There is a huge contrast between ageing and ageing graciously. You can find older people who become too sluggish as they age and people who glow like a fine wine as years pass by. There is always something special about the latter. The persona they carry around them wherever they go makes the place a bit brighter.

But to age elegantly, along with the usual haves there are a few have-nots to be followed which are listed below:

Wear lighter makeup. Accept the fact that you can no longer look like your younger self but can look your best in your own skin with lesser makeup.

Excess salt intake:
Intake of sodium in higher amounts can trigger high blood pressure. Ageing elegantly is not only about keeping your outside gleaming but also about keeping your insides healthy. So don’t go beyond 20 percent of the daily recommended intake of sodium.

Stop being negative and surround yourself with positive vibes. Smile a lot and distance yourself from negative people. People who lead a happy life are less prone to coronary heart disease and have an increased life expectancy.

Watching Television:
Binge watching TV once in a while is fine but considering television as a medium to spend your time is not the best option especially when you’re ageing. An Australian study has found that for every hour spent on watching TV after 25 is found to reduce the life expectancy by 22 minutes. So, excessive time spent on watching TV can make you more vulnerable to ageing pitfalls like social isolation. So get out of your couch and be socially active.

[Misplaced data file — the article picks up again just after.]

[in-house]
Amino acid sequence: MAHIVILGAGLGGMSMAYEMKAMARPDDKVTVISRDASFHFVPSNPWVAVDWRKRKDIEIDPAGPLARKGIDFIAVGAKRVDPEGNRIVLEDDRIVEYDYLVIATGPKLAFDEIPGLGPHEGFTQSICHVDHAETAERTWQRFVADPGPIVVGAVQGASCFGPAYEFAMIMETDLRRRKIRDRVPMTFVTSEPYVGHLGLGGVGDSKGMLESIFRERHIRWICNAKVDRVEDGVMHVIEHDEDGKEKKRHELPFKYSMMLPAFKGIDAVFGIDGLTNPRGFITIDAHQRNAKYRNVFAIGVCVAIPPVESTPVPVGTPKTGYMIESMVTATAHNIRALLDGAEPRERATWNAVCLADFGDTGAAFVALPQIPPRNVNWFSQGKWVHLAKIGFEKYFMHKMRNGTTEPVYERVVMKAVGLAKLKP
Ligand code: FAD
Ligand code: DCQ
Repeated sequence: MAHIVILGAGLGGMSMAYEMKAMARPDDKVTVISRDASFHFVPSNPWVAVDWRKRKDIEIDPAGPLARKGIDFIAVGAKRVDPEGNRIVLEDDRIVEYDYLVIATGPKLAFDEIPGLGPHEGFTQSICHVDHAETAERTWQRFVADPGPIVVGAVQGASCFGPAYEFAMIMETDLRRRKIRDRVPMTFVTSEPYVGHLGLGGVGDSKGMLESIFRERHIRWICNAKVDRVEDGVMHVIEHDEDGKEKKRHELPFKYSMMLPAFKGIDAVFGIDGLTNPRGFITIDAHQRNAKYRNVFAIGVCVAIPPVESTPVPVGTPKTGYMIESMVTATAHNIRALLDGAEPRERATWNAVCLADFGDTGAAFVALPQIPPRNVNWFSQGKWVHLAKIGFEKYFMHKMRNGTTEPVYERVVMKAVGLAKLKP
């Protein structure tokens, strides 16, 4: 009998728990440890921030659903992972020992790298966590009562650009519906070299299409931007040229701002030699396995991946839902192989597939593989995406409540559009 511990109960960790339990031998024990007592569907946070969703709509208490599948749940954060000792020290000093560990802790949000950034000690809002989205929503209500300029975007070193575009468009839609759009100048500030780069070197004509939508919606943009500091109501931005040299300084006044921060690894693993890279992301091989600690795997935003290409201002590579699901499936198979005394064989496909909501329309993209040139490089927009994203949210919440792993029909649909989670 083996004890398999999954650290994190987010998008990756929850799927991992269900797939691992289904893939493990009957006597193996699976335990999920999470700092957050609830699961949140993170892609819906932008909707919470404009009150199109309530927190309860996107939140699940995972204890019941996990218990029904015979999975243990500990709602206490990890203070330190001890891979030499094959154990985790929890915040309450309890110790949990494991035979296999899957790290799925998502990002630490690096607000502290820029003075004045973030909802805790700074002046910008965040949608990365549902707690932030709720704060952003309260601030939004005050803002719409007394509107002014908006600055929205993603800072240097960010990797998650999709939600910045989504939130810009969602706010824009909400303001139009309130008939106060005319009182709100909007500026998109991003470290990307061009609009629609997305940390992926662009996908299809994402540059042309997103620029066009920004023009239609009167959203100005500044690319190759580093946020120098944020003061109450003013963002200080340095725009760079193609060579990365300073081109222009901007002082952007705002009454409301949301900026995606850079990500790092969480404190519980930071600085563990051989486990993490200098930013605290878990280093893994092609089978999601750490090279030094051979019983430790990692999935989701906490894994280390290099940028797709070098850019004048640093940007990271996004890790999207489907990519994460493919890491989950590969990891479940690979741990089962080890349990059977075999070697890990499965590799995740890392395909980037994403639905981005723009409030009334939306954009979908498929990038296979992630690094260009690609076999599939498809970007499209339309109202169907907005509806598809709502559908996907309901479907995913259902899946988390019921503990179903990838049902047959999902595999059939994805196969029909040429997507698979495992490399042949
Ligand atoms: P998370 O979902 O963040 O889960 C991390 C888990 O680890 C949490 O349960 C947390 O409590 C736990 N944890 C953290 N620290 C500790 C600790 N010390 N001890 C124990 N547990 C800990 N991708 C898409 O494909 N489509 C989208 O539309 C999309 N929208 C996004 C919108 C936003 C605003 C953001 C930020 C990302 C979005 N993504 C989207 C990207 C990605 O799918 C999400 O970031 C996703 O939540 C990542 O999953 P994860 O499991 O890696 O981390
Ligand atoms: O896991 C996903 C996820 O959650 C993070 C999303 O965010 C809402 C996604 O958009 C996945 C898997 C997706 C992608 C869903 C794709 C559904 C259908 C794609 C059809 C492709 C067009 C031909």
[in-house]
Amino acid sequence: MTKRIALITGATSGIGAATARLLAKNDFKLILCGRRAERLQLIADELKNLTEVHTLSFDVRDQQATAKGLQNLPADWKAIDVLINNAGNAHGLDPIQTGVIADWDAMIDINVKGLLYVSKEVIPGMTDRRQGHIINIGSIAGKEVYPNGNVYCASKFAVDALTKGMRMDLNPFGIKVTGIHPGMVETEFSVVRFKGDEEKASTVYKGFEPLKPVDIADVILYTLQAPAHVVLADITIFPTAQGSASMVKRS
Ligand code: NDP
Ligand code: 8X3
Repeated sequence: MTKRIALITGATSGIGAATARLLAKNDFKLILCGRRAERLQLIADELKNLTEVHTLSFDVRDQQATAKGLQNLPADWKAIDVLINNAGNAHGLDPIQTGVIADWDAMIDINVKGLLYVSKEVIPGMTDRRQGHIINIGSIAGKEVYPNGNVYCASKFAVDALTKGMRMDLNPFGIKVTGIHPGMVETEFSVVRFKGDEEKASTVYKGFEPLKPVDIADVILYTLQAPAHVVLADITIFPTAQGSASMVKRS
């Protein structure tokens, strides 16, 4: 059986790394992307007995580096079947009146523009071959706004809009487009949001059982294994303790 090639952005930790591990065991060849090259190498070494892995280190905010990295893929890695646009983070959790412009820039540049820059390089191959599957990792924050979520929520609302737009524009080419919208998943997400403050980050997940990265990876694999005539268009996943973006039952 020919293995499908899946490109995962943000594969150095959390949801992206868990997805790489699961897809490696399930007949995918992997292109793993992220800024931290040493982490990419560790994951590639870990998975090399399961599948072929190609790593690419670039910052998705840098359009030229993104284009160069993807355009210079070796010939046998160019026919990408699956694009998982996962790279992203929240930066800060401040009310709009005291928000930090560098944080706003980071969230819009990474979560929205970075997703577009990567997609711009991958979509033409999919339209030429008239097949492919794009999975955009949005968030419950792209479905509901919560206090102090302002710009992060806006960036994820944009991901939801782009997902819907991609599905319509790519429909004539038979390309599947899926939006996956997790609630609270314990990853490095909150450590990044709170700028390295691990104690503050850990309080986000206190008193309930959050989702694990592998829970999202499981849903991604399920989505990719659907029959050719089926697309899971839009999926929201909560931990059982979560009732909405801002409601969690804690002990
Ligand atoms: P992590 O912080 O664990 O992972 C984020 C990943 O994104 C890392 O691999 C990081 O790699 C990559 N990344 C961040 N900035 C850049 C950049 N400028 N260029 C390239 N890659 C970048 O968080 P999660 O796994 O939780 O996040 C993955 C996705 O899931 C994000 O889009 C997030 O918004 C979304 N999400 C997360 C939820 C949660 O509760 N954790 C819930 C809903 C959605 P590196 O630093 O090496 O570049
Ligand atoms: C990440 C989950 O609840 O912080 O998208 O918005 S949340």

Excessive Exposure to Sun:
It’s normal for your skin to develop lines and wrinkles as you age but don’t allow it to worsen your skin. Prevention is better than cure. So protect your skin with suitable sunscreen lotions before falling prey to wrinkles and sunspots.

Manage your stress. Don’t let it take the lead and tame it well. Meditate, exercise or go for a short walk and keep the stress at bay. It’s highly beneficial for both your outer self and inner self.

Too much of anything is good for nothing. Avoid over drinking, overeating and excessive consumption of whatever that hastens your ageing process.